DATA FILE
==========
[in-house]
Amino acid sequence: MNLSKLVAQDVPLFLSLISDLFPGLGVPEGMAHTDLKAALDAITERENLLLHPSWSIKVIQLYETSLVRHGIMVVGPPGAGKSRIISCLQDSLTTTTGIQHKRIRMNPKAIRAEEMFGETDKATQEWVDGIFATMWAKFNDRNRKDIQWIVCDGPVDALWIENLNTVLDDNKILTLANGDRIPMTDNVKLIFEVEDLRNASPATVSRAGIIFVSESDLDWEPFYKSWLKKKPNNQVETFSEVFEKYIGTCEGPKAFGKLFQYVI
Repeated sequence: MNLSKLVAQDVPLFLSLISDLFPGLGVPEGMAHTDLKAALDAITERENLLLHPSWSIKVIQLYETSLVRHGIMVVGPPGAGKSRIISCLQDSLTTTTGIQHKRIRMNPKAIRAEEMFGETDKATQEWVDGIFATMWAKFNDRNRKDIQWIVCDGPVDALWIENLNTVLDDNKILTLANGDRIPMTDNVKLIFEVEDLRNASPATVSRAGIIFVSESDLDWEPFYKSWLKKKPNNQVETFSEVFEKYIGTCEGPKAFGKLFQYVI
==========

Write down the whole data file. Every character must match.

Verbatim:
[in-house]
Amino acid sequence: MNLSKLVAQDVPLFLSLISDLFPGLGVPEGMAHTDLKAALDAITERENLLLHPSWSIKVIQLYETSLVRHGIMVVGPPGAGKSRIISCLQDSLTTTTGIQHKRIRMNPKAIRAEEMFGETDKATQEWVDGIFATMWAKFNDRNRKDIQWIVCDGPVDALWIENLNTVLDDNKILTLANGDRIPMTDNVKLIFEVEDLRNASPATVSRAGIIFVSESDLDWEPFYKSWLKKKPNNQVETFSEVFEKYIGTCEGPKAFGKLFQYVI
Repeated sequence: MNLSKLVAQDVPLFLSLISDLFPGLGVPEGMAHTDLKAALDAITERENLLLHPSWSIKVIQLYETSLVRHGIMVVGPPGAGKSRIISCLQDSLTTTTGIQHKRIRMNPKAIRAEEMFGETDKATQEWVDGIFATMWAKFNDRNRKDIQWIVCDGPVDALWIENLNTVLDDNKILTLANGDRIPMTDNVKLIFEVEDLRNASPATVSRAGIIFVSESDLDWEPFYKSWLKKKPNNQVETFSEVFEKYIGTCEGPKAFGKLFQYVI